Chickweed (Stellaria media) is a common garden weed that thrives in the cool temperatures of late fall and early spring. Here's how to identify and use this delicious wild vegetable.
Tastes like lemonade, has the beautiful blush color of rose wine, and comes from a plant that's almost certainly growing near you - here's how to make and use sumac extract.
Lamb's quarters, also known as wild spinach, is an abundant wild vegetable. It's a nutritional superstar with a delicious, mild flavor.
Birch trees are easy to identify in winter thanks to their distinctive bark, and they offer a hot drink, aromatic flour and sweet syrup to cold weather foragers.
The new apple orchard we're planning for our homestead won't be the classical lawn-layout most people are accustomed to. Our edible landscape will mimic a natural landscape with the goal to reduce interference such as spraying while providing organic fruit, berries and herbs for many months of many years.
Musings on a few delicious, nutritious edible weeds, plus a salmon salad and purslane recipe.
Edamame soybeans are tough,fast-maturing plants that can withstand extreme garden conditions. They have few problems with disease or insect pests. The green pods are delicious and high in protein, and make a good addition to an edible landscape.
Grapes can grow anywhere, thriving in a variety of climates and soil types. Growing grapes is rewarding, because after a few years they produce abundant fruit and quickly provide architectural interest in the edible landscape.
Far from being weeds, spring's earliest greens are packed with nutrition and help detox the body.
A birdbath in the garden does much more than a birdfeeder. Attract birds to the garden with water, and they will help with pest control, soil aeration, and much more as they get the water they need for drinking and grooming. Wasps love a drink too.
Popcorn is easy to grow and makes an attractive and delicious alternative to sweet corn, especially in a small garden. Kids will love the cute little ears, and adults will treasure the superior flavor of homegrown popcorn. Plant in late spring.
Giving your ornamental and vegetable garden a thorough cleaning in midsummer not only leaves the landscape looking better, but can help prevent damage from diseases and pests by removing the conditions in which they thrive.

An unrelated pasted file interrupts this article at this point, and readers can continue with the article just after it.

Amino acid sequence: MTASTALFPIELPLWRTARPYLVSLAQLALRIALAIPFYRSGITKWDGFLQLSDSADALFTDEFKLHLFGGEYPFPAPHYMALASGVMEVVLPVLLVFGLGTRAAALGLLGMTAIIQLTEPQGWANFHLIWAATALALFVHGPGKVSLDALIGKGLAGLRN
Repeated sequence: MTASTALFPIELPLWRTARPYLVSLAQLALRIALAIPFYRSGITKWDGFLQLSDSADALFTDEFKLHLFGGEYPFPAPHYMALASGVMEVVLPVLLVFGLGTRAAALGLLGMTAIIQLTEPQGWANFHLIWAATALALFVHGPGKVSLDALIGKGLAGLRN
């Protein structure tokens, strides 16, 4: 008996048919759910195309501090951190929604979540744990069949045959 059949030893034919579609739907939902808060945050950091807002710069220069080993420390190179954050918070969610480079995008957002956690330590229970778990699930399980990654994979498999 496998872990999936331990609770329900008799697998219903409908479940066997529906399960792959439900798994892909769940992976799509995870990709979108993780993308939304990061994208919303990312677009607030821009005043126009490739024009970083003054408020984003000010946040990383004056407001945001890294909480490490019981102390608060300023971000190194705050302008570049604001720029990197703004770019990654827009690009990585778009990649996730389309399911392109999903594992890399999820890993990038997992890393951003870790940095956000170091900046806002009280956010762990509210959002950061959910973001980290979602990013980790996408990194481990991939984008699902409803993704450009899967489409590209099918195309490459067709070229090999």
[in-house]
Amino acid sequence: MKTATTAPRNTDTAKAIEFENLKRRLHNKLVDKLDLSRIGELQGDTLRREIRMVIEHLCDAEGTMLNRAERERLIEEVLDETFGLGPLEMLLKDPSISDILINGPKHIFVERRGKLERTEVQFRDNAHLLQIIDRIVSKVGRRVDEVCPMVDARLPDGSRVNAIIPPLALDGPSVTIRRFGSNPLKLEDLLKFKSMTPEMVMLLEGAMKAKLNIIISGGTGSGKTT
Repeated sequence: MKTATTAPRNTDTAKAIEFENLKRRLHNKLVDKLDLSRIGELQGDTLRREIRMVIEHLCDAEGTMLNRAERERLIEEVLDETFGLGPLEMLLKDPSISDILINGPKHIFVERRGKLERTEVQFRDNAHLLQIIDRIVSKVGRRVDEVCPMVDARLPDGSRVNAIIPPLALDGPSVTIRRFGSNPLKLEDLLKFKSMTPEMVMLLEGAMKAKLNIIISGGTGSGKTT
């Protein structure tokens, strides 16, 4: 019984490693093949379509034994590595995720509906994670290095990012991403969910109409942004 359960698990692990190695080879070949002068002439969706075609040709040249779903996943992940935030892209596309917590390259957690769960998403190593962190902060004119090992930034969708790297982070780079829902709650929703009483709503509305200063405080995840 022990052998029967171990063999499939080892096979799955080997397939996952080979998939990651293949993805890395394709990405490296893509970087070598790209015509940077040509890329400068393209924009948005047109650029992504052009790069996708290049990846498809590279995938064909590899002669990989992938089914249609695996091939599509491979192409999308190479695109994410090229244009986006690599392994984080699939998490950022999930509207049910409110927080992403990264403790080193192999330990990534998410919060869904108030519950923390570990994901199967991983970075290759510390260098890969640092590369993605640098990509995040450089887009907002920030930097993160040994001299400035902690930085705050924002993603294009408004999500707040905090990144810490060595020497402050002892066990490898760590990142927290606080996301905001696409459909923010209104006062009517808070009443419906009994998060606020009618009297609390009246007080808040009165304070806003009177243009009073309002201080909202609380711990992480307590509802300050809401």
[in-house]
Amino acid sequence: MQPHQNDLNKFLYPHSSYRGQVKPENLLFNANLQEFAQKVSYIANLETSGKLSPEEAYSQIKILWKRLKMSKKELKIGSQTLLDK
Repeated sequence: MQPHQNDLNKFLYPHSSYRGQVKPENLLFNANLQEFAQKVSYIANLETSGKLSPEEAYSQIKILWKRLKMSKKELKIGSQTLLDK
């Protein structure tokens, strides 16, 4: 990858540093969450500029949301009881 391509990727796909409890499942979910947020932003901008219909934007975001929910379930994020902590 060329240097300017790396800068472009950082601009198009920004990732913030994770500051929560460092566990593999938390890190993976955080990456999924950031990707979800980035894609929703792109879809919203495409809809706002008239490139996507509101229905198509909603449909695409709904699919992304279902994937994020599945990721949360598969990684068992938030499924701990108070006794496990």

Gathering weeds from your garden or yard can make a quick, healthy spring meal.
If you live in an area with high summer temperatures try growing one of these greens to replace your spinach.
Introducing the serviceberry, a beautiful landscape tree or shrub suitable in much of North America, to the edible landscape. Serviceberry -- or sarvis -- comes in many regional forms and produces edible berries.
There are various means for developing an edible landscape.
Roses are easy to grow successfully if you follow a few guidelines: provide good air circulation around the canes and keep the plants clean and not too damp. Roses come in many forms, including bush or shrub, climbing, and miniature.
Comparing different home made do it yourself chicken carriers for the Tractor Supply animal swap this past Saturday. Reporting on edible mushroom cultivation harvest and what it takes to pick the right disease resistant apple variety.
When autumn brings a glut of orchard fruits, capture the goodness as juice by cooking extraction or cold pressing. Juices can be used alone or mixed to produce sweet or hard ciders, wines, syrups, and more.
Growing some of the most delicious and sometimes expensive gourmet vegetables doesn't have to be hard. Artichoke, bronze fennel, kohlrabi, leek, and savoy cabbage are among the vegetables that grow well from seed.
Urban food forests and public gardens provide communities with an edible landscape for everyone to share. These public fruit forests are the new trend in urban agriculture and play an important role as sustainable local food systems in their communities.